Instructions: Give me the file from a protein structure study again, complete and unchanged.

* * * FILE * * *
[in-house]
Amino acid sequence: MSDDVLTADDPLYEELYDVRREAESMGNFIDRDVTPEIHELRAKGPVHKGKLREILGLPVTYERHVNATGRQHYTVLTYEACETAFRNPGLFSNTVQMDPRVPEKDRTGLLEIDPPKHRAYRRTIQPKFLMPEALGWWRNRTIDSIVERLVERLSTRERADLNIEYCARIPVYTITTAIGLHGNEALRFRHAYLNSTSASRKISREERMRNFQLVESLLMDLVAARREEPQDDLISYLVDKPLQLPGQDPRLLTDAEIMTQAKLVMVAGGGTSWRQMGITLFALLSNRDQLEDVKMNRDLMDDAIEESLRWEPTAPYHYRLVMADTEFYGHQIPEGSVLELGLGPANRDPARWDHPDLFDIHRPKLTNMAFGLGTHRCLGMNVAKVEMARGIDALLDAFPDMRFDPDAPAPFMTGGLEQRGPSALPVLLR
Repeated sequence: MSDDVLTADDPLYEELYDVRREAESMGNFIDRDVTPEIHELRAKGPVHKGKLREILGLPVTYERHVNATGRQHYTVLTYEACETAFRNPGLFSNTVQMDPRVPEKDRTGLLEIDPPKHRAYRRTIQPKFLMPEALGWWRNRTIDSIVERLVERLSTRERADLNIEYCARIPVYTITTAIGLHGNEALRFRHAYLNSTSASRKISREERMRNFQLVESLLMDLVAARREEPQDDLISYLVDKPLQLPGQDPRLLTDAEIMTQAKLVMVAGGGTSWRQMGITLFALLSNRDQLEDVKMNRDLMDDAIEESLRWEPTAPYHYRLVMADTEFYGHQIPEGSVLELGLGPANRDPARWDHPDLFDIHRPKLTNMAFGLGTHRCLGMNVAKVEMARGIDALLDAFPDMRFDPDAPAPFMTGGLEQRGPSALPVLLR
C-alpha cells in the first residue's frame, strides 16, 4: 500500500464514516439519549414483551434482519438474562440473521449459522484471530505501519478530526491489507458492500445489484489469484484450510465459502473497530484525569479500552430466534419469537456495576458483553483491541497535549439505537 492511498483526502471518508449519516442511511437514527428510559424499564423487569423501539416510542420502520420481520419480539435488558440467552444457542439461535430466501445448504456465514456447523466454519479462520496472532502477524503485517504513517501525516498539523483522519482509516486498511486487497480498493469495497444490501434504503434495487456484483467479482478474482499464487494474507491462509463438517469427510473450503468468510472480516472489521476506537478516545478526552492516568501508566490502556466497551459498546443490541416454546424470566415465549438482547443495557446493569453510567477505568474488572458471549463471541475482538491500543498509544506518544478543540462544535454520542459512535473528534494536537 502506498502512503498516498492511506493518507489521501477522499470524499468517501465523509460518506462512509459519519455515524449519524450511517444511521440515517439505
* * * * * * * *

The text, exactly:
[in-house]
Amino acid sequence: MSDDVLTADDPLYEELYDVRREAESMGNFIDRDVTPEIHELRAKGPVHKGKLREILGLPVTYERHVNATGRQHYTVLTYEACETAFRNPGLFSNTVQMDPRVPEKDRTGLLEIDPPKHRAYRRTIQPKFLMPEALGWWRNRTIDSIVERLVERLSTRERADLNIEYCARIPVYTITTAIGLHGNEALRFRHAYLNSTSASRKISREERMRNFQLVESLLMDLVAARREEPQDDLISYLVDKPLQLPGQDPRLLTDAEIMTQAKLVMVAGGGTSWRQMGITLFALLSNRDQLEDVKMNRDLMDDAIEESLRWEPTAPYHYRLVMADTEFYGHQIPEGSVLELGLGPANRDPARWDHPDLFDIHRPKLTNMAFGLGTHRCLGMNVAKVEMARGIDALLDAFPDMRFDPDAPAPFMTGGLEQRGPSALPVLLR
Repeated sequence: MSDDVLTADDPLYEELYDVRREAESMGNFIDRDVTPEIHELRAKGPVHKGKLREILGLPVTYERHVNATGRQHYTVLTYEACETAFRNPGLFSNTVQMDPRVPEKDRTGLLEIDPPKHRAYRRTIQPKFLMPEALGWWRNRTIDSIVERLVERLSTRERADLNIEYCARIPVYTITTAIGLHGNEALRFRHAYLNSTSASRKISREERMRNFQLVESLLMDLVAARREEPQDDLISYLVDKPLQLPGQDPRLLTDAEIMTQAKLVMVAGGGTSWRQMGITLFALLSNRDQLEDVKMNRDLMDDAIEESLRWEPTAPYHYRLVMADTEFYGHQIPEGSVLELGLGPANRDPARWDHPDLFDIHRPKLTNMAFGLGTHRCLGMNVAKVEMARGIDALLDAFPDMRFDPDAPAPFMTGGLEQRGPSALPVLLR
C-alpha cells in the first residue's frame, strides 16, 4: 500500500464514516439519549414483551434482519438474562440473521449459522484471530505501519478530526491489507458492500445489484489469484484450510465459502473497530484525569479500552430466534419469537456495576458483553483491541497535549439505537 492511498483526502471518508449519516442511511437514527428510559424499564423487569423501539416510542420502520420481520419480539435488558440467552444457542439461535430466501445448504456465514456447523466454519479462520496472532502477524503485517504513517501525516498539523483522519482509516486498511486487497480498493469495497444490501434504503434495487456484483467479482478474482499464487494474507491462509463438517469427510473450503468468510472480516472489521476506537478516545478526552492516568501508566490502556466497551459498546443490541416454546424470566415465549438482547443495557446493569453510567477505568474488572458471549463471541475482538491500543498509544506518544478543540462544535454520542459512535473528534494536537 502506498502512503498516498492511506493518507489521501477522499470524499468517501465523509460518506462512509459519519455515524449519524450511517444511521440515517439505